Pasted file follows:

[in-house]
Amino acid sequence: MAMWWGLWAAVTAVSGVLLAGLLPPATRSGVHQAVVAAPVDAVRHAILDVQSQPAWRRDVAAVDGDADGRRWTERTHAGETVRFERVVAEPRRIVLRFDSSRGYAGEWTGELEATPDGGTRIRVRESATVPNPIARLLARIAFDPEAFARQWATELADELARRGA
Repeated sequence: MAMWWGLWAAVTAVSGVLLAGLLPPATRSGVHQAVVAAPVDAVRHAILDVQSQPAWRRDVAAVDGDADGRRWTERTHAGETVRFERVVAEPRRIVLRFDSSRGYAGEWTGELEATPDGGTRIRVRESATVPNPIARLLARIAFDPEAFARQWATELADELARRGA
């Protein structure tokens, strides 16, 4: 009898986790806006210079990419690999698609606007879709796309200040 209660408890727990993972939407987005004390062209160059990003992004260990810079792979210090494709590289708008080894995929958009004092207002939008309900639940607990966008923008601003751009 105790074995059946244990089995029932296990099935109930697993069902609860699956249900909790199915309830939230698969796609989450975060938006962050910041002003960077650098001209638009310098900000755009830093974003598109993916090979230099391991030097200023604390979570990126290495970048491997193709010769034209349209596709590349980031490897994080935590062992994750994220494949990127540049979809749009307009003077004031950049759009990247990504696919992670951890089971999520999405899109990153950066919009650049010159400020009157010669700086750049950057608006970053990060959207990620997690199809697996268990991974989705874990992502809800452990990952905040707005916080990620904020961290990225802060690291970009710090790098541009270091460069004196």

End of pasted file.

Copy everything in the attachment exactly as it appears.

[in-house]
Amino acid sequence: MAMWWGLWAAVTAVSGVLLAGLLPPATRSGVHQAVVAAPVDAVRHAILDVQSQPAWRRDVAAVDGDADGRRWTERTHAGETVRFERVVAEPRRIVLRFDSSRGYAGEWTGELEATPDGGTRIRVRESATVPNPIARLLARIAFDPEAFARQWATELADELARRGA
Repeated sequence: MAMWWGLWAAVTAVSGVLLAGLLPPATRSGVHQAVVAAPVDAVRHAILDVQSQPAWRRDVAAVDGDADGRRWTERTHAGETVRFERVVAEPRRIVLRFDSSRGYAGEWTGELEATPDGGTRIRVRESATVPNPIARLLARIAFDPEAFARQWATELADELARRGA
């Protein structure tokens, strides 16, 4: 009898986790806006210079990419690999698609606007879709796309200040 209660408890727990993972939407987005004390062209160059990003992004260990810079792979210090494709590289708008080894995929958009004092207002939008309900639940607990966008923008601003751009 105790074995059946244990089995029932296990099935109930697993069902609860699956249900909790199915309830939230698969796609989450975060938006962050910041002003960077650098001209638009310098900000755009830093974003598109993916090979230099391991030097200023604390979570990126290495970048491997193709010769034209349209596709590349980031490897994080935590062992994750994220494949990127540049979809749009307009003077004031950049759009990247990504696919992670951890089971999520999405899109990153950066919009650049010159400020009157010669700086750049950057608006970053990060959207990620997690199809697996268990991974989705874990992502809800452990990952905040707005916080990620904020961290990225802060690291970009710090790098541009270091460069004196």